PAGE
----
A FitBit or Apple watch

Fitness trackers make it easier to track calories burned, the intensity of the workout etc., to help better track how much food and insulin they might need before and after.

Home exercise equipment

Free weights, exercise bands, yoga mats, even exercise clothing. Consider a gift card or purchase the equipment that they’ll use to stay fit throughout the winter and into the new year.

For the artist

Paint or colour by numbers

A good way to be creative while also getting in some stress relieving activities is a paint or colour by number set. It can be calming and mediative, and at the end you get a lovely piece of art.


If there is a writer in your family, they might appreciate a personalized journal or diary., They can use it to help track blood glucose readings, food intake and exercise, or how they are feeling mentally that day. But it can also provide an opportunity to be creative, write short stories, poems or just doodle. Be sure they know it’s completely private and only to be shared if they want.

For the fashion conscious

Quirky and stylish diabetes supply bags

When you have T1D, you need to carry supplies with you, so why not make it fun! These fashionable accessories are often designed by people who have diabetes, which is win-win.

Gift the gift of philanthropy

Maybe your family doesn’t exchange gifts over the holidays. Or perhaps you are looking for the perfect gift for a colleague. Donating to a charity, including JDRF will help you to feel good while doing good. The gift of philanthropy goes a long way and supporting JDRF will help the close to 300,000 Canadians living with T1D – and their loved ones – live easier lives today while we invest in the most promising research into cures. 

Whatever gift you choose, if it’s chosen with care – it will always be right. From everyone at JDRF, wishing you and yours a happy and peaceful holiday season.

Click here to download your gift of hope holiday card to send to the loved one you are honouring this holiday season. 

Thank you for supporting JDRF and the T1D community. 

Immune Therapy Preserves Beta Cell Function in Newly Diagnosed Type 1 Diabetes

Insulin, administered either by pump or multiple daily injection, remains the only available treatment for type 1 diabetes (T1D). JDRF is aiming to change that and move beyond insulin by accelerating the development of medicines that prevent, delay, or reverse T1D by targeting the autoimmune response, beta cells, or both. Supporting studies that explore how drugs may preserve beta cell function is key to our disease-modifying therapies portfolio.

In a JDRF-funded clinical trial, published in the renowned New England Journal of Medicine , Thomas Kay, M.B.B.S., Helen Thomas, Ph.D., and others demonstrated that baricitinib—a small molecule that blocks Janus Kinase, which is critical to signaling pathways within both immune cells and beta cells in T1D—preserved beta cell function in the disease.

The BANDIT study investigated the use of baricitinib, a treatment already approved by Health Canada for other autoimmune diseases like rheumatoid arthritis, in newly diagnosed T1D individuals. This JDRF-funded study was funded by JDRF and JDRF Australia and conducted at St. Vincent’s Institute of Medical Research in Australia. The study was conducted after years of research by Thomas Kay and others, as well as important work by JDRF advocating for Eli Lilly to provide the baricitinib for the study.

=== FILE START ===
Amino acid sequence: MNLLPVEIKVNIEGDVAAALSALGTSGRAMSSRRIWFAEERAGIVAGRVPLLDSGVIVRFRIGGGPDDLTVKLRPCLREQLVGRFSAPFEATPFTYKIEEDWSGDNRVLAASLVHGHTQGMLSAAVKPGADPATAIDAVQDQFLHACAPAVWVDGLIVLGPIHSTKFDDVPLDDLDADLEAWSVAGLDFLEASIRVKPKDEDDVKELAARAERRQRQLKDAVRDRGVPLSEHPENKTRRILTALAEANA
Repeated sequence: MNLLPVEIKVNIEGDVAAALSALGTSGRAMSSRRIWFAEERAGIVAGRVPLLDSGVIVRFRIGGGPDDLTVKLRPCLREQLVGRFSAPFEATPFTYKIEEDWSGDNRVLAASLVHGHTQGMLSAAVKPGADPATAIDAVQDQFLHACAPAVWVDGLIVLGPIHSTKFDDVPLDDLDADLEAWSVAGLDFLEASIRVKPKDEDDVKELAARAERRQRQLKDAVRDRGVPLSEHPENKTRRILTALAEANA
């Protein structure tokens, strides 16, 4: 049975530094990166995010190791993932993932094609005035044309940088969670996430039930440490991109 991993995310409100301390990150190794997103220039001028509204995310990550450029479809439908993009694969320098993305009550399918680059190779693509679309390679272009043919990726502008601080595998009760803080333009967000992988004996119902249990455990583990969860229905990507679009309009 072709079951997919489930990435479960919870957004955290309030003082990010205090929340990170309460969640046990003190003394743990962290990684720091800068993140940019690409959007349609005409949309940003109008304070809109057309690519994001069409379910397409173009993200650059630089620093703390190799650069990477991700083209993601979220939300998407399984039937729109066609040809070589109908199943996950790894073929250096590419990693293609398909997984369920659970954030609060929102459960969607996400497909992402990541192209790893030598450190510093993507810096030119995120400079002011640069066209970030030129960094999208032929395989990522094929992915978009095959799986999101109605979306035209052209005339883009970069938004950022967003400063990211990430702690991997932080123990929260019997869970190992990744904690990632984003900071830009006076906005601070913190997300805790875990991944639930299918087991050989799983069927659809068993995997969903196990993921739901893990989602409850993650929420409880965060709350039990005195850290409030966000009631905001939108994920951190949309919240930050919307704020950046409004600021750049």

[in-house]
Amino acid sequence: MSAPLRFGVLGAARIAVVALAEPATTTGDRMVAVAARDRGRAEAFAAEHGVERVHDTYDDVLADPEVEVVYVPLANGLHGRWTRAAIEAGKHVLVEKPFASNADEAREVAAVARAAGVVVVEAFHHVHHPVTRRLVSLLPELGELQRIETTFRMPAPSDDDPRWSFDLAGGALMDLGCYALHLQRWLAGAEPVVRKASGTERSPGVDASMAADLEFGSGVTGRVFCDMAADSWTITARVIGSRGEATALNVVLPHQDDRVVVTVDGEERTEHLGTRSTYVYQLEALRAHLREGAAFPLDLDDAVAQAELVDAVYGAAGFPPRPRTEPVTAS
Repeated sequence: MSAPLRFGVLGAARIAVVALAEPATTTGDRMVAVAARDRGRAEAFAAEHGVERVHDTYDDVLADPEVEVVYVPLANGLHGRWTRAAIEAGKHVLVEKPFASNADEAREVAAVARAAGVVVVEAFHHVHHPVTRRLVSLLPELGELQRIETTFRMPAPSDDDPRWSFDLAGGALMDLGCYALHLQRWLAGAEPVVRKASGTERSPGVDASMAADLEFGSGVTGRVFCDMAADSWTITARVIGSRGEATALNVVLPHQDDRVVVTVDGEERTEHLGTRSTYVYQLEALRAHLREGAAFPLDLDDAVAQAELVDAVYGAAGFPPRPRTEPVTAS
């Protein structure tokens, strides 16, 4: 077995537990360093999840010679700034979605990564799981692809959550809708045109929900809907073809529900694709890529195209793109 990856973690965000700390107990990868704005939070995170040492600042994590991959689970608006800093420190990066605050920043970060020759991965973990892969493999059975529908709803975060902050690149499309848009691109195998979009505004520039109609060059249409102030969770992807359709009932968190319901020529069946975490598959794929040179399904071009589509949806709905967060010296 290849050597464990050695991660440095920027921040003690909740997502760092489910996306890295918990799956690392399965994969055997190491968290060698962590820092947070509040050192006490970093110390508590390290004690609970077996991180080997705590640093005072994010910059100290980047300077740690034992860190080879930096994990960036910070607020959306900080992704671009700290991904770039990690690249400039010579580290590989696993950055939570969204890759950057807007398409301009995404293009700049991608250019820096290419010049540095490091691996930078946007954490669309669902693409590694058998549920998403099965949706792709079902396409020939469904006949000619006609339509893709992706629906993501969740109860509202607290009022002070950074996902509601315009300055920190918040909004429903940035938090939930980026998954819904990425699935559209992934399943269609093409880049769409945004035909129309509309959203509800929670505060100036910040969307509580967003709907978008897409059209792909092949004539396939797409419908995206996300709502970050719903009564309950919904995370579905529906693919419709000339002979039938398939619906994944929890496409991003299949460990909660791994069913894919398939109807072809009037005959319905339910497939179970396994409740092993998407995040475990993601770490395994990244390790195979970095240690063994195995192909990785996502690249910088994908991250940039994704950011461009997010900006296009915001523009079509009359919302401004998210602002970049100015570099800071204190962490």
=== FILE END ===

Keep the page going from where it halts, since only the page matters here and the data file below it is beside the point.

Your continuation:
Study Overview

  • Participants were between 10 and 30 years old and began taking baricitinib within 100 days of diagnosis
  • Participants either received baricitinib or a placebo drug
  • The study ran for 48 weeks, and results were analyzed at 12, 24, 36 and 48 weeks
  • The primary outcome was average C-peptide (a measure of how much insulin is still being made by a person’s own beta cells) following a standard meal at week 48
  • Secondary outcomes were HbA1c (average glucose level over a 2–3-month period), insulin use, and continuous glucose monitor (CGM) measures


In 60 newly diagnosed children and young adults, baricitinib:

  • Preserved insulin production, as estimated by C-peptide
  • Improved blood-glucose variability (blood glucose levels were more stable) and time-in-range (the percentage of your day within your set blood glucose targets), using a CGM
  • Decreased the requirement for external insulin
  • Was well-tolerated by the participants

The effect of baricitinib was achieved using a single daily oral tablet, and it’s the first immunotherapy trial to suggest a benefit on CGM measures. (Verapamil, a once-a-day tablet approved for blood pressure management , also preserved beta cell function, but without improvement in CGM measures or insulin requirement.)

What comes next?

Currently, baricitinib is approved for the treatment of rheumatoid arthritis in adults in Canada. It is not however a Health Canada approved therapy for people with T1D. JDRF has multiple lines of inquiry to make sure that this and other disease-modifying drugs get to the hands of people with T1D . There are several clinical trials that JDRF is exploring to see if baricitinib can be effective if used in conjunction with other therapies, such as Tzield™ (teplizumab-mzwv) or verapamil.

What does this mean for people with T1D?

These promising results show that this drug can extend the honeymoon period (the phase in early type 1 diabetes development where the body is still producing some of its own insulin), but more studies are needed before it can become available to the T1D community. As this drug is already approved for use in rheumatoid arthritis (RA) in Canada, the path to its potential use in T1D may be more rapid. Studies that explore the use of disease-modifying drugs, such as baricitinib or ustekinumab, in another JDRF-funded trial currently recruiting in Canada, are key to helping JDRF address the autoimmunity behind T1D.

This treatment is not currently available in Canada for people with T1D, but JDRF Canada will share further updates and results as they become available.